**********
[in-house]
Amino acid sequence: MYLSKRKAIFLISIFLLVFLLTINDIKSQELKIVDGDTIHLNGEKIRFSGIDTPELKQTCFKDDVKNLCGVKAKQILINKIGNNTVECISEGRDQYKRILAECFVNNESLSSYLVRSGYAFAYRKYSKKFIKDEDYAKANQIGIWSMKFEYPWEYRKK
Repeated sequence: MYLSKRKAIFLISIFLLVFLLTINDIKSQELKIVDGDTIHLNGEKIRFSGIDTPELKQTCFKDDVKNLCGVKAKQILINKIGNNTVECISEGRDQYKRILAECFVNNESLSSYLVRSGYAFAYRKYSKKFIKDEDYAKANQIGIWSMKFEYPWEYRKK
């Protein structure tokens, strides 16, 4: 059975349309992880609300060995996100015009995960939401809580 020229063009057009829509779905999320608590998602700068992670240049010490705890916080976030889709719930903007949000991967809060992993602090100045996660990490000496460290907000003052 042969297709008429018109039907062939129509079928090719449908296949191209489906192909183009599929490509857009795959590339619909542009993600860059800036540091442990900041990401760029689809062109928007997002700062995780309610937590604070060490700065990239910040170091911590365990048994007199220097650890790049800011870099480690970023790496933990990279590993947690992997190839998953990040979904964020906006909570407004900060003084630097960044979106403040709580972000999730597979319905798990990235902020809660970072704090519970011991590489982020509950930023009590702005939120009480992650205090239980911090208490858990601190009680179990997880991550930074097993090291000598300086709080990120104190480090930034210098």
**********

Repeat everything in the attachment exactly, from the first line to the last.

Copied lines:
[in-house]
Amino acid sequence: MYLSKRKAIFLISIFLLVFLLTINDIKSQELKIVDGDTIHLNGEKIRFSGIDTPELKQTCFKDDVKNLCGVKAKQILINKIGNNTVECISEGRDQYKRILAECFVNNESLSSYLVRSGYAFAYRKYSKKFIKDEDYAKANQIGIWSMKFEYPWEYRKK
Repeated sequence: MYLSKRKAIFLISIFLLVFLLTINDIKSQELKIVDGDTIHLNGEKIRFSGIDTPELKQTCFKDDVKNLCGVKAKQILINKIGNNTVECISEGRDQYKRILAECFVNNESLSSYLVRSGYAFAYRKYSKKFIKDEDYAKANQIGIWSMKFEYPWEYRKK
């Protein structure tokens, strides 16, 4: 059975349309992880609300060995996100015009995960939401809580 020229063009057009829509779905999320608590998602700068992670240049010490705890916080976030889709719930903007949000991967809060992993602090100045996660990490000496460290907000003052 042969297709008429018109039907062939129509079928090719449908296949191209489906192909183009599929490509857009795959590339619909542009993600860059800036540091442990900041990401760029689809062109928007997002700062995780309610937590604070060490700065990239910040170091911590365990048994007199220097650890790049800011870099480690970023790496933990990279590993947690992997190839998953990040979904964020906006909570407004900060003084630097960044979106403040709580972000999730597979319905798990990235902020809660970072704090519970011991590489982020509950930023009590702005939120009480992650205090239980911090208490858990601190009680179990997880991550930074097993090291000598300086709080990120104190480090930034210098």